A second major issue is that Paros is creating dependency. It’s rational to not pay for something when someone will give it to you for free. When these shoes wear out in a year, it’s rational that the orphanages won’t buy new shoes in case Paros is prepared to provide thousands of new shoes again (assuming the orphanages raise enough money to do so). Paros can tell them that this is a one-time-deal and will never be repeated, but then they’re admitting that they’re just providing a band-aid to the real problem.

To not finish this post with cheap complaints, an alternative approach should be discussed. In the case of TOMS, providing cheap shoe-making material and free shoe-making classes would develop vocational skills, self-sufficiency and provide for more shoes in the area without promoting dependency. In the case of Paros, while giving kids shoes paints a lovely picture for the media and future donors, it could have used the donated money for some long-term project that produces long-term benefits.

When discussing policy choices, one often wonders about the multiplier effect: for each dollar spent, do I get more than a dollar of impact because of the multiplier effect? Green energy is often touted as having a high multiplier because of all the benefits that can derive from it. Here, Paros can look at what investments could have a large multiplier and do that (e.g. new water piping system, new community center, providing local schools with funds to hire more teachers, etc.). The problem is that these types of investments are harder to do and much less glamorous than simply giving kids shoes.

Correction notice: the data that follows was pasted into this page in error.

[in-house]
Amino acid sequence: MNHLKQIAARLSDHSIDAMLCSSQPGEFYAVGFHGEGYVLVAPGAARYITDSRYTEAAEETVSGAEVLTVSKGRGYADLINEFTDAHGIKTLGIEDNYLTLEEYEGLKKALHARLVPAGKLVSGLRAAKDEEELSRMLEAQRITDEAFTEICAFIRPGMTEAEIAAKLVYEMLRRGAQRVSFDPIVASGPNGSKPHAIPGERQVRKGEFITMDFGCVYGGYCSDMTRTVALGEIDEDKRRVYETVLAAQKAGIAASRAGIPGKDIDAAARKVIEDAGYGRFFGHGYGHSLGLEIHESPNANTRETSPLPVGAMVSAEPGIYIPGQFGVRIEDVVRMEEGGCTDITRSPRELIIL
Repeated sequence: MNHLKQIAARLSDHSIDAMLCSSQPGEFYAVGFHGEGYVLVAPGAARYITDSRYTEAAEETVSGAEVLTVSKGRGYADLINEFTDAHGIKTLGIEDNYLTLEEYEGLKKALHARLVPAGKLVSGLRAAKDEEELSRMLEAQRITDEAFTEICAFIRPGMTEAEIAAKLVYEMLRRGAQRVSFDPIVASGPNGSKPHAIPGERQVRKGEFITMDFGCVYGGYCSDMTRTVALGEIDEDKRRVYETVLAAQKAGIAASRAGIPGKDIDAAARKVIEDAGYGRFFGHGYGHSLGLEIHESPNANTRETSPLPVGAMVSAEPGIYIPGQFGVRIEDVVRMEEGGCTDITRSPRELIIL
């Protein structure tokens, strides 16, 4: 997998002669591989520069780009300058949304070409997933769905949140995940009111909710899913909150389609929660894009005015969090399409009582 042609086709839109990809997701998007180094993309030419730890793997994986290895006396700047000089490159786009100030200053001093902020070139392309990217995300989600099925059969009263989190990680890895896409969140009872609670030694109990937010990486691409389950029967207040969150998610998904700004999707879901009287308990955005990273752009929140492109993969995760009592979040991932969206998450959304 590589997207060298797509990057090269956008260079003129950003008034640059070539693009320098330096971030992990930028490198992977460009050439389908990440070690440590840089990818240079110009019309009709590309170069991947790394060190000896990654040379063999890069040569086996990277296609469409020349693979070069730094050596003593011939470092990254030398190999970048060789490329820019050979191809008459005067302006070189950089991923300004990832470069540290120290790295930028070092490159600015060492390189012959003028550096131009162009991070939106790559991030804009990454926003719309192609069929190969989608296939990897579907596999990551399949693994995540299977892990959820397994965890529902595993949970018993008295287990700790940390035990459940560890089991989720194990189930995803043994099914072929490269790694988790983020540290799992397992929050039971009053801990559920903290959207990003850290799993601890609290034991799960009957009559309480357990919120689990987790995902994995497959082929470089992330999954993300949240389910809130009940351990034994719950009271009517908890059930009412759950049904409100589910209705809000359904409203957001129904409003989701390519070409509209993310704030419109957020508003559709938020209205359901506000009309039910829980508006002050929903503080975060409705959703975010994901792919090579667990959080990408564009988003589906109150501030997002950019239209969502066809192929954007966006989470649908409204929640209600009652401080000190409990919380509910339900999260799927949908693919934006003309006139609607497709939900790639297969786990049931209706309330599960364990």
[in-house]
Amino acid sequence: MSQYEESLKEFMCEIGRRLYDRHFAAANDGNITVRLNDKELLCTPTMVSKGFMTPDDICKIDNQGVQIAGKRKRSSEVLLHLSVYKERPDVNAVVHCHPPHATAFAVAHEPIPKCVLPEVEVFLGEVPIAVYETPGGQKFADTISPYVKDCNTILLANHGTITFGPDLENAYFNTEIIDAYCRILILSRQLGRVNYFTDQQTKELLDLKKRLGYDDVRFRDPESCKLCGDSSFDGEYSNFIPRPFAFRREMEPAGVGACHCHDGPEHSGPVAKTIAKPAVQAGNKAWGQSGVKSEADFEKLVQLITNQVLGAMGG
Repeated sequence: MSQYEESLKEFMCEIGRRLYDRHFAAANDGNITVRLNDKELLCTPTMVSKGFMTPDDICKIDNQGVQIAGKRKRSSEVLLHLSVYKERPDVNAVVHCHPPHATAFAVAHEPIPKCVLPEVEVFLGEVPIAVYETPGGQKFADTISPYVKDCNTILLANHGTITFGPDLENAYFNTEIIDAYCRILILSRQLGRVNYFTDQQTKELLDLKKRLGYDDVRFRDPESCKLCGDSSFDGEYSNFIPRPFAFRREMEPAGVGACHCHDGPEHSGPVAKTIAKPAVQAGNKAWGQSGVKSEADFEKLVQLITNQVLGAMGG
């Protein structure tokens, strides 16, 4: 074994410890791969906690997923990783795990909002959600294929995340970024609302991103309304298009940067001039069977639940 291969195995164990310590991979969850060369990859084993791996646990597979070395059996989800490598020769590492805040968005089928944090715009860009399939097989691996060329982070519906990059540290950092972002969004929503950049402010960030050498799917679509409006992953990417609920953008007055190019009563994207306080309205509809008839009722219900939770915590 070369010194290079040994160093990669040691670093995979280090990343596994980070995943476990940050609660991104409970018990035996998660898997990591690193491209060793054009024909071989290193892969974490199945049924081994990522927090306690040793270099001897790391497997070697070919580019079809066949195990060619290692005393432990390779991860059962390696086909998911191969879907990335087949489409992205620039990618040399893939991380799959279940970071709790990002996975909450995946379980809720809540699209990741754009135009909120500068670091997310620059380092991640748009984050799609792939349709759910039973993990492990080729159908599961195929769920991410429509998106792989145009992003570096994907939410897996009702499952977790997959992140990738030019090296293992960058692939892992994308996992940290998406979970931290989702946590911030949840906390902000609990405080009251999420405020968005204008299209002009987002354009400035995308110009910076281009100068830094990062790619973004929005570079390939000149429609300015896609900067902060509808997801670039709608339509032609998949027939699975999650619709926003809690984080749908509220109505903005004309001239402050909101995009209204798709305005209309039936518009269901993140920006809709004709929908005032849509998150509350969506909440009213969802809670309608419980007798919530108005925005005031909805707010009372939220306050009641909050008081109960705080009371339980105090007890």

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Filed under Diaspora

Lesson Number 10 Million on how to Alienate the Diaspora

Gather ‘round children while you read about this beautiful tale of a nightmare scenario for a Diasporan that wanted to live in lovely Hayastan. The short of it is this person got swindled in every way imaginable by a private citizen, a judge, the police, and maybe even the President’s office. This story is almost Kafkaesque (yes I went there) in how powerless the Diasporan is described, especially with the possibility that the swindler can sue the Diasporan for an additional $40,000, which the Diasporan didn’t pay when the fraud came to light.

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Filed under Diaspora